Sleep Apnea Causing Anxiety and Depression?

By Kristina Randle, Ph.D., LCSW

I have recently been diagnosed with social anxiety, generalized anxiety disorder and moderate depression. I have suffered with the anxiety since I was very young and the depression for the past 5 years. I was prescribed celexa at 20mg per day and lorazepam at 1mg when needed for anxiety and insomnia. I was told that once the celexa took effect, I shouldn’t need the lorazepam as much. The problem is, I still find myself having difficulty sleeping. I have trouble falling asleep and trouble staying asleep. I frequently toss and turn and do not feel rested upon waking. I am wondering if it’s possible that sleep apnea could be the cause of my problem or at least part of it. I seem to sleep fine on days when I take the lorazepam and I feel rested with lots of energy the next day. My father suffers from sleep apnea as well, and I was wondering if this could also be the case in my situation. Thank you for your time.

A. The best way to know if you have sleep apnea is to be tested for it. That generally can be accomplished by asking your primary care physician for a referral to a sleep disorders clinic. Here is a link to sleep disorder clinics across the U.S. You may find it helpful.

It is possible that your anxiety and depression are linked to sleep apnea. Before exploring the potential link, however, you would first have to know if you have sleep apnea.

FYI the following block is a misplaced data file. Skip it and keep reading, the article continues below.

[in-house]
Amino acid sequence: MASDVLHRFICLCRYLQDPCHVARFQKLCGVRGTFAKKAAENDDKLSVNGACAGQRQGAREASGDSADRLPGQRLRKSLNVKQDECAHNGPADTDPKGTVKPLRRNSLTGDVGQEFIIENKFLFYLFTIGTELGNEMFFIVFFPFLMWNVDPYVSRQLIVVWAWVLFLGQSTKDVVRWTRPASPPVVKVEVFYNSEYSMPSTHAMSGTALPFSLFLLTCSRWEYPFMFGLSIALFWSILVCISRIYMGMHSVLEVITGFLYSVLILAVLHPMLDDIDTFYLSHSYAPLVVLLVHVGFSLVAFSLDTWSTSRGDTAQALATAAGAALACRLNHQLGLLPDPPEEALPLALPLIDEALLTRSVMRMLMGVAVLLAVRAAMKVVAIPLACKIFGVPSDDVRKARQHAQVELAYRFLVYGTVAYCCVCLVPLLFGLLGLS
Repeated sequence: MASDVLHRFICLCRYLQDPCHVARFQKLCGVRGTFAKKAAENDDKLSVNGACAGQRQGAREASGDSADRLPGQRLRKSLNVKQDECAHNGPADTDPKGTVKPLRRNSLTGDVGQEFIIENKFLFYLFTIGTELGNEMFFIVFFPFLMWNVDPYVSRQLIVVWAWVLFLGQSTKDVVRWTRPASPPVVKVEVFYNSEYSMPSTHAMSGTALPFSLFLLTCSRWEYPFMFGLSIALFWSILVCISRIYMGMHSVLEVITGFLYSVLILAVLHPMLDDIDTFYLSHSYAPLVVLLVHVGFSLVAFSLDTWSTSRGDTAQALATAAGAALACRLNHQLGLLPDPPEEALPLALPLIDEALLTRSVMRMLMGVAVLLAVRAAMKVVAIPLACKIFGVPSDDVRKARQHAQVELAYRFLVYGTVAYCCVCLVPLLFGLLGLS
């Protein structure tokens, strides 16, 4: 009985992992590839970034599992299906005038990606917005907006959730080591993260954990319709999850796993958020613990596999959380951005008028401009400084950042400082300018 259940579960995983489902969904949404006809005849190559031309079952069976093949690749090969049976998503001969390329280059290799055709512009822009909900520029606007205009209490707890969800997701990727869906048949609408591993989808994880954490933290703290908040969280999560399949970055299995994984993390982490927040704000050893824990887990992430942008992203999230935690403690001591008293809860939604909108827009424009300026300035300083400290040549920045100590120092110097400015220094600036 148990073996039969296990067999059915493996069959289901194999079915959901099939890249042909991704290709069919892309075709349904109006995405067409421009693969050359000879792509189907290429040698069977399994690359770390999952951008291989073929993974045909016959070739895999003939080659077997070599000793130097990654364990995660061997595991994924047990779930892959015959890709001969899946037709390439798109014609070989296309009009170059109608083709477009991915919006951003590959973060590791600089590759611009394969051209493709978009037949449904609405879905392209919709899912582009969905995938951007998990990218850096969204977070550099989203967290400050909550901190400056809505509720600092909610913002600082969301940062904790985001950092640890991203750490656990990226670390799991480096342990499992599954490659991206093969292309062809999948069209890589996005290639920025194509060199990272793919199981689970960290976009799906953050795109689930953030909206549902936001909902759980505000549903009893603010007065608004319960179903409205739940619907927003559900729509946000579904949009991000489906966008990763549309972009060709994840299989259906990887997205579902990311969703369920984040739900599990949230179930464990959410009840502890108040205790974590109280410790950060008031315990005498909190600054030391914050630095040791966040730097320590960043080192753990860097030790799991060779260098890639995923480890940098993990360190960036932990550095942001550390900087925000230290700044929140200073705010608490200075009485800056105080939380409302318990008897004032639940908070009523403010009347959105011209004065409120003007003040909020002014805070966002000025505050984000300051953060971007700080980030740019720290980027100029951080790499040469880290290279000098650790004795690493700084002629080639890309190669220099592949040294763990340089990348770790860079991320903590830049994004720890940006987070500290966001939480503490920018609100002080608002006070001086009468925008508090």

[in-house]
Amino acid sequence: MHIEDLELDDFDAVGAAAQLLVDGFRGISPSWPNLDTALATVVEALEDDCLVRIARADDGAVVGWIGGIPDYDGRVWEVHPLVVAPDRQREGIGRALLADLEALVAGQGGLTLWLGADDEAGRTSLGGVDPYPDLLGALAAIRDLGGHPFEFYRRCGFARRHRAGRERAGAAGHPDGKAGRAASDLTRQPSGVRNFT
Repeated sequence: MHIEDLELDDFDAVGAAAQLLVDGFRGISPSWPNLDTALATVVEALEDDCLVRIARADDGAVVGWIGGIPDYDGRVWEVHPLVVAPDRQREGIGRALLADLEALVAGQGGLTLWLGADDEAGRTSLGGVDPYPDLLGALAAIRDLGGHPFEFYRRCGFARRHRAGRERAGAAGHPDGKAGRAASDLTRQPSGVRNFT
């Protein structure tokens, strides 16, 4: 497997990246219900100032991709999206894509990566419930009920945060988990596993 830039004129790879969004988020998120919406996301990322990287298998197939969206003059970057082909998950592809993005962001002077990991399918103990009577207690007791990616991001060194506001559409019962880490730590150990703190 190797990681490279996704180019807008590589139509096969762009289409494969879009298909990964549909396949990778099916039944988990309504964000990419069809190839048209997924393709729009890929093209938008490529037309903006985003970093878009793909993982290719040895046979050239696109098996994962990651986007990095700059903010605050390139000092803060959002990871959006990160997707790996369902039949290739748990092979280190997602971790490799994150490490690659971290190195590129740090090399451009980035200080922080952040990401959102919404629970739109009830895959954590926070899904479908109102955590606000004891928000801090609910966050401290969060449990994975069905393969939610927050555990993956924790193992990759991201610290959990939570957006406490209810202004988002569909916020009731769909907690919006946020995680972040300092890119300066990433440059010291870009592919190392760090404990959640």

You have had anxiety and depression for a significant amount of time. Anxiety and depression can negatively affect your sleep. Many people with these disorders often complain of sleep disturbances. Sleep disturbances are common among both disorders. If someone is anxious and depressed then they may have a tendency to worry, especially at night. Excessive worrying can keep you awake at night. Throughout the day it’s easier to distract yourself with work, television and other activities. This is not the case at night when the room is quiet and you are trying to fall asleep. There is less distraction and that is why anxiety, for many people, tends to intensify at night.

As mentioned earlier, I would recommend an evaluation at a sleep disorders clinic. If sleep apnea is ruled out, then you should consider psychotherapy to address your anxiety and depression. Anxiety and depression generally do not occur in a vacuum. The reasons for feeling depressed and anxious need to be explored and addressed. That can be accomplished in therapy. Even if you are diagnosed with sleep apnea you may still find therapy beneficial. Therapy could teach you how to deal with your anxiety and depression. It can help you live a happier and more stress-free life.

I hope I’ve answered your questions. Please consider searching for a therapist. Here’s a website that you may find helpful. Thank you for your question. I wish you well.

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Last reviewed: By John M. Grohol, Psy.D. on 12 Jan 2010

APA Reference
Randle, K. (2010). Sleep Apnea Causing Anxiety and Depression?. Psych Central. Retrieved on September 20, 2014, from http://psychcentral.com/ask-the-therapist/2010/01/12/sleep-apnea-causing-anxiety-and-depression/

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